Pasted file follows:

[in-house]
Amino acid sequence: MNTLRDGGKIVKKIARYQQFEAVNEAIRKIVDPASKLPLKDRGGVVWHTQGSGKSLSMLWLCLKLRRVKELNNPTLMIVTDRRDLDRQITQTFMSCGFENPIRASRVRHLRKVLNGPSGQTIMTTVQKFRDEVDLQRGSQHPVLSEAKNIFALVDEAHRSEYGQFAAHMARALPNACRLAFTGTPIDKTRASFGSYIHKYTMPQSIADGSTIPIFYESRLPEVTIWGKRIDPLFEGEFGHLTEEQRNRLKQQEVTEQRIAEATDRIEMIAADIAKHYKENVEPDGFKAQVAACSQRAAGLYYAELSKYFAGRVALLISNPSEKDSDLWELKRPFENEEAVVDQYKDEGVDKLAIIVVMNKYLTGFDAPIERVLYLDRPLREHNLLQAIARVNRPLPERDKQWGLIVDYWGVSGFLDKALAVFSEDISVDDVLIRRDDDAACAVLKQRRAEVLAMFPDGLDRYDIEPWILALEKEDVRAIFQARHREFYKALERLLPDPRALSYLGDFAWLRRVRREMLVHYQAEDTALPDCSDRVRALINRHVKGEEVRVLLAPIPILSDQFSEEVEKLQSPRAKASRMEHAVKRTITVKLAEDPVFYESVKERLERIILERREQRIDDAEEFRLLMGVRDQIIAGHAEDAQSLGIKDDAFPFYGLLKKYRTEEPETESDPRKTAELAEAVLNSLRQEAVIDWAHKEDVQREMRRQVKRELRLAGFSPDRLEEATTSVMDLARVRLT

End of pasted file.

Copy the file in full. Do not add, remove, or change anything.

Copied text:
[in-house]
Amino acid sequence: MNTLRDGGKIVKKIARYQQFEAVNEAIRKIVDPASKLPLKDRGGVVWHTQGSGKSLSMLWLCLKLRRVKELNNPTLMIVTDRRDLDRQITQTFMSCGFENPIRASRVRHLRKVLNGPSGQTIMTTVQKFRDEVDLQRGSQHPVLSEAKNIFALVDEAHRSEYGQFAAHMARALPNACRLAFTGTPIDKTRASFGSYIHKYTMPQSIADGSTIPIFYESRLPEVTIWGKRIDPLFEGEFGHLTEEQRNRLKQQEVTEQRIAEATDRIEMIAADIAKHYKENVEPDGFKAQVAACSQRAAGLYYAELSKYFAGRVALLISNPSEKDSDLWELKRPFENEEAVVDQYKDEGVDKLAIIVVMNKYLTGFDAPIERVLYLDRPLREHNLLQAIARVNRPLPERDKQWGLIVDYWGVSGFLDKALAVFSEDISVDDVLIRRDDDAACAVLKQRRAEVLAMFPDGLDRYDIEPWILALEKEDVRAIFQARHREFYKALERLLPDPRALSYLGDFAWLRRVRREMLVHYQAEDTALPDCSDRVRALINRHVKGEEVRVLLAPIPILSDQFSEEVEKLQSPRAKASRMEHAVKRTITVKLAEDPVFYESVKERLERIILERREQRIDDAEEFRLLMGVRDQIIAGHAEDAQSLGIKDDAFPFYGLLKKYRTEEPETESDPRKTAELAEAVLNSLRQEAVIDWAHKEDVQREMRRQVKRELRLAGFSPDRLEEATTSVMDLARVRLT